D more, wheeze less

D more, wheeze less

New research from the U.K. suggests vitamin D could play a role in relief for asthma sufferers.

Asthma sufferers may benefit more from inhaling vitamin D than the steroids usually prescribed for the condition. A new study from the U.K. identifies a mechanism through which the vitamin can significantly reduce asthma symptoms and suggests it may offer a new method of treatment. The research was noted in Stone Hearth Newsletters.

The number of asthma cases has more than doubled since 1980, according to the National Institutes of Health. According to the Centers for Disease Control and Prevention 18.9 million adults and 7.1 million children have asthma. Approximately 5,500 persons die from the condition each year, and rates have increased over the past 20 years.

The new study focused on IL-17A, a natural chemical the helps defend the body against infection but also tends to exacerbate asthma and reduce responsiveness to steroids when produced in large amounts. Researchers found that patients with asthma had much higher levels of IL-17A than those without asthma, and patients with steroid resistant asthma expressed the highest levels of IL-17A. Further research showed that vitamin D significantly reduced the production of IL-17A in cells from all patients studied.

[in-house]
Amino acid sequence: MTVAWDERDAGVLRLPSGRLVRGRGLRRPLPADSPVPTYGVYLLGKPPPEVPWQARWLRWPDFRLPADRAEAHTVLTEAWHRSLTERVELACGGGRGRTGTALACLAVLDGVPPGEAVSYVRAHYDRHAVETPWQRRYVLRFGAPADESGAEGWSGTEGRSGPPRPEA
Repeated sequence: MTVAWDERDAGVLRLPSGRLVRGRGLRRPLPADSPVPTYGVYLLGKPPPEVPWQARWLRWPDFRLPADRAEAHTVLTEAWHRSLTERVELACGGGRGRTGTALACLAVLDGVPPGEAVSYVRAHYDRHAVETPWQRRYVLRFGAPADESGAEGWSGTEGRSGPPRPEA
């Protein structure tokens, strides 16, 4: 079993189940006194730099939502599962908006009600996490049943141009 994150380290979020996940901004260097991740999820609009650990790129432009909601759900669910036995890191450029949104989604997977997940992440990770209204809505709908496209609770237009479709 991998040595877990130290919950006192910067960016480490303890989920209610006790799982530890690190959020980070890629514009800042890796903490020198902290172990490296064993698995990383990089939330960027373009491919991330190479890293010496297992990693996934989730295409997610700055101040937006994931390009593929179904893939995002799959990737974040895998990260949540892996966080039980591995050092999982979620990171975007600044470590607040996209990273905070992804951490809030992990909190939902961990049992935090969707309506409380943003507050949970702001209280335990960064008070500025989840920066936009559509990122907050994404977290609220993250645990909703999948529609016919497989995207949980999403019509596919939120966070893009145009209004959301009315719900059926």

“The results therefore demonstrate that vitamin D could potentially provide an effective add-on treatment for all asthma sufferers, reducing the amount of steroid-based medicines prescribed,” according to a release.

“These findings are very exciting as they show that vitamin D could one day be used not only to treat people with steroid resistant asthma but also to reduce the doses of steroids in other asthma patients, reducing the risk of harmful side effects,” said Catherine Hawrylowicz, lead researcher and King's college professor, in a release. “The results are so positive that we are testing this in a clinical trial in steroid resistant asthma patients to further research the possibilities of Vitamin D as a potential treatment.”

The study, published this month in the Journal of Allergy and Clinical Immunology, adds to the body of research touting vitamin's powers. Recent studies have suggested vitamin boosts immunityimproves muscles and is a key to healthy kidneys.

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